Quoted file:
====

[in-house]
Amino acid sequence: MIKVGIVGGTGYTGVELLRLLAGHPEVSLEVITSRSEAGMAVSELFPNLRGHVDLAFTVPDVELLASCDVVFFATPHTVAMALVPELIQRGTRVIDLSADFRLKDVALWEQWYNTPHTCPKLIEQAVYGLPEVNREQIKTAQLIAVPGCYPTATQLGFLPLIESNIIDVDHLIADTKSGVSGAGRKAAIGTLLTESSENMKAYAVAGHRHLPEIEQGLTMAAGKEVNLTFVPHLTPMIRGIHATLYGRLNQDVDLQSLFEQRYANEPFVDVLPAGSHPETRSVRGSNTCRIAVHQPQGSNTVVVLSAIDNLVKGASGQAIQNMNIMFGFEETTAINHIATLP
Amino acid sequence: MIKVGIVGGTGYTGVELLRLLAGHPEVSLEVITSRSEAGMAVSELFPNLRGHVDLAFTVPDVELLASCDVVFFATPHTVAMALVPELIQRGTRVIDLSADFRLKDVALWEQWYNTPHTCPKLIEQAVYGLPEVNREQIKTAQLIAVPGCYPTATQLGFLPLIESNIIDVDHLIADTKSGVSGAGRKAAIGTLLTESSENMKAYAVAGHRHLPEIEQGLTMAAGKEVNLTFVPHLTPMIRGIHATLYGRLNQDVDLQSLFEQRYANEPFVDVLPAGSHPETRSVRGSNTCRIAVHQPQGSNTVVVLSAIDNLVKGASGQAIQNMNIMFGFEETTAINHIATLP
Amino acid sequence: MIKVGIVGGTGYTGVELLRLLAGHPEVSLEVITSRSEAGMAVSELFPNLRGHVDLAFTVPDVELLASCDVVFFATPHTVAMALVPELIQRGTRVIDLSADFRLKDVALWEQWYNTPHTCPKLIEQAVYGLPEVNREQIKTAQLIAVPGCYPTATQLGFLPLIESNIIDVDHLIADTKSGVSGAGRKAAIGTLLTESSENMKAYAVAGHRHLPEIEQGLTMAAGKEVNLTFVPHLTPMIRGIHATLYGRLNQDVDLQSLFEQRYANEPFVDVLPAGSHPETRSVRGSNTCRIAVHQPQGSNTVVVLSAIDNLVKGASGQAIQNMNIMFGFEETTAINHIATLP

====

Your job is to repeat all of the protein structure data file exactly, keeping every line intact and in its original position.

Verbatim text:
[in-house]
Amino acid sequence: MIKVGIVGGTGYTGVELLRLLAGHPEVSLEVITSRSEAGMAVSELFPNLRGHVDLAFTVPDVELLASCDVVFFATPHTVAMALVPELIQRGTRVIDLSADFRLKDVALWEQWYNTPHTCPKLIEQAVYGLPEVNREQIKTAQLIAVPGCYPTATQLGFLPLIESNIIDVDHLIADTKSGVSGAGRKAAIGTLLTESSENMKAYAVAGHRHLPEIEQGLTMAAGKEVNLTFVPHLTPMIRGIHATLYGRLNQDVDLQSLFEQRYANEPFVDVLPAGSHPETRSVRGSNTCRIAVHQPQGSNTVVVLSAIDNLVKGASGQAIQNMNIMFGFEETTAINHIATLP
Amino acid sequence: MIKVGIVGGTGYTGVELLRLLAGHPEVSLEVITSRSEAGMAVSELFPNLRGHVDLAFTVPDVELLASCDVVFFATPHTVAMALVPELIQRGTRVIDLSADFRLKDVALWEQWYNTPHTCPKLIEQAVYGLPEVNREQIKTAQLIAVPGCYPTATQLGFLPLIESNIIDVDHLIADTKSGVSGAGRKAAIGTLLTESSENMKAYAVAGHRHLPEIEQGLTMAAGKEVNLTFVPHLTPMIRGIHATLYGRLNQDVDLQSLFEQRYANEPFVDVLPAGSHPETRSVRGSNTCRIAVHQPQGSNTVVVLSAIDNLVKGASGQAIQNMNIMFGFEETTAINHIATLP
Amino acid sequence: MIKVGIVGGTGYTGVELLRLLAGHPEVSLEVITSRSEAGMAVSELFPNLRGHVDLAFTVPDVELLASCDVVFFATPHTVAMALVPELIQRGTRVIDLSADFRLKDVALWEQWYNTPHTCPKLIEQAVYGLPEVNREQIKTAQLIAVPGCYPTATQLGFLPLIESNIIDVDHLIADTKSGVSGAGRKAAIGTLLTESSENMKAYAVAGHRHLPEIEQGLTMAAGKEVNLTFVPHLTPMIRGIHATLYGRLNQDVDLQSLFEQRYANEPFVDVLPAGSHPETRSVRGSNTCRIAVHQPQGSNTVVVLSAIDNLVKGASGQAIQNMNIMFGFEETTAINHIATLP